Jesus in the Old Testament
If it seems far-fetched that Jesus has been on the scene since the beginning, let me briefly try to prove it to you. In Genesis God repeatedly refers to himself as “us” instead of “I,” alluding to his trinitarian nature – Father, Son, Holy Spirit. At the very moment sin enters into the splendor of Eden in Genesis 3, God tells of a rescuer – Christ – who would be the antidote to this awful curse. Throughout the Old Testament, as God grapples with his fallen people, the footprints of Jesus are absolutely everywhere. He is both the redeemer who brought his people out of Egypt and their manna in the wilderness. He is the I Am in the burning bush and the fourth man in the fiery furnace with Shadrach, Meshach, and Abednego. God always makes a way for his people when they are stuck in what looks at first like impossible circumstances; even before his birth or the cross, the Way out, the Way through, was Jesus.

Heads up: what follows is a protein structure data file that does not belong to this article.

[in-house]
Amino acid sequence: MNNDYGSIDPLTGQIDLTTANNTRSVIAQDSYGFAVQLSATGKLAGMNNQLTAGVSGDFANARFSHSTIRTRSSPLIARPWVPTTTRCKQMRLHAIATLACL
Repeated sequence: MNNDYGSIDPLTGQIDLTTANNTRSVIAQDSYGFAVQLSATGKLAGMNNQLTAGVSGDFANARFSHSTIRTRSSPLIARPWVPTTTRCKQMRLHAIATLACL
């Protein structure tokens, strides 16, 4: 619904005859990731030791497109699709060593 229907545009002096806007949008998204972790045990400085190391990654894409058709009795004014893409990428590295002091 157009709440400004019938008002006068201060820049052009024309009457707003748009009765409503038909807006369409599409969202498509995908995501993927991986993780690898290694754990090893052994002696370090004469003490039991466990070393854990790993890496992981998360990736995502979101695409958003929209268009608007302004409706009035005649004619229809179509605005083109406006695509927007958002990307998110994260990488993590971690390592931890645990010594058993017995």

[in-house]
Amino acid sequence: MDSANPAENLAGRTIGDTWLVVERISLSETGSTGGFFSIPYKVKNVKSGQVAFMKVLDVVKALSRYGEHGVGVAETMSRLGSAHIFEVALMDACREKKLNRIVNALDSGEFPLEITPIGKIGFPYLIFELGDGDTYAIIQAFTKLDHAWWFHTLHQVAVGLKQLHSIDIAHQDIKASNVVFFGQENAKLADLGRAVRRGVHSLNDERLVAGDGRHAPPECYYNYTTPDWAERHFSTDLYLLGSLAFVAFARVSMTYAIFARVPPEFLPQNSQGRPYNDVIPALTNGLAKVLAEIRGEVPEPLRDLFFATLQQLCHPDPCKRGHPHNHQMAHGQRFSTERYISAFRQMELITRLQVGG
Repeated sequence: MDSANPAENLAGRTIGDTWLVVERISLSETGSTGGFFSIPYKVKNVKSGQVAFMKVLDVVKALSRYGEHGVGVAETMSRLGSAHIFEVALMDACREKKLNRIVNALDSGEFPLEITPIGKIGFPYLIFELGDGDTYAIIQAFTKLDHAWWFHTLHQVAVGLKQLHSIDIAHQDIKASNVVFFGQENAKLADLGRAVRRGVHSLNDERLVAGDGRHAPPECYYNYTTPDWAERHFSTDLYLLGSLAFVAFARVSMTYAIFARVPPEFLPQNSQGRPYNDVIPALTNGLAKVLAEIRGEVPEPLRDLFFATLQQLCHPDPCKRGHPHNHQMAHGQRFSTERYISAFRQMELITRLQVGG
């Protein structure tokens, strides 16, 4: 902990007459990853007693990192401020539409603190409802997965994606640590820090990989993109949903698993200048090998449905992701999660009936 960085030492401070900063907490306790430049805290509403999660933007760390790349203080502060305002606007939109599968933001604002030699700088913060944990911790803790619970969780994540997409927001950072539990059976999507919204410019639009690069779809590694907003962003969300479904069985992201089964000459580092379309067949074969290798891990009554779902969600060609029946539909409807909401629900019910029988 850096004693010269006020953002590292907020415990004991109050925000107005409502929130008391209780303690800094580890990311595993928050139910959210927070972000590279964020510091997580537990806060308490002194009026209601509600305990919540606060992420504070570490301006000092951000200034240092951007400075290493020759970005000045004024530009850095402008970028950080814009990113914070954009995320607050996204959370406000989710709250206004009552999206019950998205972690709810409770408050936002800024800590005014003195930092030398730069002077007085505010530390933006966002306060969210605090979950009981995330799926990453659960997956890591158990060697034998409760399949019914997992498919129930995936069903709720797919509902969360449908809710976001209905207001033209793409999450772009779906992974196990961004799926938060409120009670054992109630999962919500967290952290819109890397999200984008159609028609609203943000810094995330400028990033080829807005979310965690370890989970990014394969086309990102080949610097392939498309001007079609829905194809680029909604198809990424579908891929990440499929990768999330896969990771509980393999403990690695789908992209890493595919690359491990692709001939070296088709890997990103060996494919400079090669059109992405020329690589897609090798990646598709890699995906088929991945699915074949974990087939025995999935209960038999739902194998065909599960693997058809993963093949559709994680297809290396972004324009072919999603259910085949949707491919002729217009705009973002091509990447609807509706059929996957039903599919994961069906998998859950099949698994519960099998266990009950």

In his article, Where is Jesus in the Old Testament? Glen Scrivener notes a pattern of Christ throughout all of scripture. He says, “The flood and the ark, the Passover and the Red Sea, the wilderness and the Promised Land, exile and return, war and peace, kingdom and kings, prophets and priests, the temple, its sacrifices, and its rituals, wisdom in death and in life, songs of lament and rejoicing, the lives of faithful sufferers and the blood of righteous martyrs — the Old Testament is extraordinarily Jesus-shaped.”
Even more than the shape of Jesus is the promise of Jesus. Jesus doesn’t just show up in Matthew chapter 1. He is in every wind and turn of our often harrowing story, starting with “In the beginning…” God tells his people hundreds of times throughout scripture about the final and ultimate provision he will send in the person of Jesus. Isaiah 35:4 says, “Your God will come, he will come with vengeance, with divine retribution he will come to save you.” Hundreds of years before his birth we learn through the prophets that this savior would be born of a virgin in the town of Bethlehem, that he would be shunned by those who claimed to love him and die the death of a criminal. The story was written before it came to pass. As Elizabeth Elliot has written, “We are still under the same Auspices.”